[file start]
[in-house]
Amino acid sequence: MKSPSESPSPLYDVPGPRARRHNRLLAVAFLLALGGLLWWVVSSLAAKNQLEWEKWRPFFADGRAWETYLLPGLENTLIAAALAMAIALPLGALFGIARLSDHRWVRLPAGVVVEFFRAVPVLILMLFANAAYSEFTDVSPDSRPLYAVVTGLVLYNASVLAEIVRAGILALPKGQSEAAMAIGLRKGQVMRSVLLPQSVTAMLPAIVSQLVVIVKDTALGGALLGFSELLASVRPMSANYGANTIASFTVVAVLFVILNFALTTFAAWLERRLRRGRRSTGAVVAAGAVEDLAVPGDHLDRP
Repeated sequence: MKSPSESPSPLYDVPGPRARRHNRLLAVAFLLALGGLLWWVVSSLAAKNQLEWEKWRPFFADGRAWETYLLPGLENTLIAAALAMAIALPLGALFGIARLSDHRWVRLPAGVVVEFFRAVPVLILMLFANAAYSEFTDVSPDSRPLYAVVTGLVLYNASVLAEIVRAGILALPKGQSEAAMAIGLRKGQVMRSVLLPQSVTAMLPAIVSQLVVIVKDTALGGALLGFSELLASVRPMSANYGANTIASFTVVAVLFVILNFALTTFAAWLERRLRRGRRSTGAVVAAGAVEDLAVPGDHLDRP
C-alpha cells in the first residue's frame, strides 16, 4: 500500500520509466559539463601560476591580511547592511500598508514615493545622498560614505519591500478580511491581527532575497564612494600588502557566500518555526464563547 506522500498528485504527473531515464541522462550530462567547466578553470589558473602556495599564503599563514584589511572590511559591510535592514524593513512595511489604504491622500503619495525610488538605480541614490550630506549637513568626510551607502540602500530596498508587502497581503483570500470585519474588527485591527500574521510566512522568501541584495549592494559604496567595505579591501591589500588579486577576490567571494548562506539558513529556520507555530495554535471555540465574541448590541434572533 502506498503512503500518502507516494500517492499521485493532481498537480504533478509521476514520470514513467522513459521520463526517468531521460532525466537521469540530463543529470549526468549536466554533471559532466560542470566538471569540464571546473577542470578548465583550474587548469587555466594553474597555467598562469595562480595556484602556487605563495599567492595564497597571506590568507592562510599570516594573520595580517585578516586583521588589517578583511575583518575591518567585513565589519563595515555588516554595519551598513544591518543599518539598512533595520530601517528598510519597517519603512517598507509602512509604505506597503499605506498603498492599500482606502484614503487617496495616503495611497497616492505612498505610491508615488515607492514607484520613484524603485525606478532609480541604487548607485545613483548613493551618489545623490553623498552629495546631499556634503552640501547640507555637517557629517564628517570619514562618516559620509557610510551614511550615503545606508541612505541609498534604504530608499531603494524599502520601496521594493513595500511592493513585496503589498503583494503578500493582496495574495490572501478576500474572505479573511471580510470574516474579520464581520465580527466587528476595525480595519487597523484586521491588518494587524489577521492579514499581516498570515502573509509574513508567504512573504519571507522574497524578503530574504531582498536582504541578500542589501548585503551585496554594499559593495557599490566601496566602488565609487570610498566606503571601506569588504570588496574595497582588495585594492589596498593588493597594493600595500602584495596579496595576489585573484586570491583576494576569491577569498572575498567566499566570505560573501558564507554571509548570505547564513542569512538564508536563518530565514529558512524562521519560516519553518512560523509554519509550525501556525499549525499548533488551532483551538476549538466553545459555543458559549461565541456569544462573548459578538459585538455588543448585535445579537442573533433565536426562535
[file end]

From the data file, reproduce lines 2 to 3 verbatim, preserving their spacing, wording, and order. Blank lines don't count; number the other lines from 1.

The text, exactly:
Amino acid sequence: MKSPSESPSPLYDVPGPRARRHNRLLAVAFLLALGGLLWWVVSSLAAKNQLEWEKWRPFFADGRAWETYLLPGLENTLIAAALAMAIALPLGALFGIARLSDHRWVRLPAGVVVEFFRAVPVLILMLFANAAYSEFTDVSPDSRPLYAVVTGLVLYNASVLAEIVRAGILALPKGQSEAAMAIGLRKGQVMRSVLLPQSVTAMLPAIVSQLVVIVKDTALGGALLGFSELLASVRPMSANYGANTIASFTVVAVLFVILNFALTTFAAWLERRLRRGRRSTGAVVAAGAVEDLAVPGDHLDRP
Repeated sequence: MKSPSESPSPLYDVPGPRARRHNRLLAVAFLLALGGLLWWVVSSLAAKNQLEWEKWRPFFADGRAWETYLLPGLENTLIAAALAMAIALPLGALFGIARLSDHRWVRLPAGVVVEFFRAVPVLILMLFANAAYSEFTDVSPDSRPLYAVVTGLVLYNASVLAEIVRAGILALPKGQSEAAMAIGLRKGQVMRSVLLPQSVTAMLPAIVSQLVVIVKDTALGGALLGFSELLASVRPMSANYGANTIASFTVVAVLFVILNFALTTFAAWLERRLRRGRRSTGAVVAAGAVEDLAVPGDHLDRP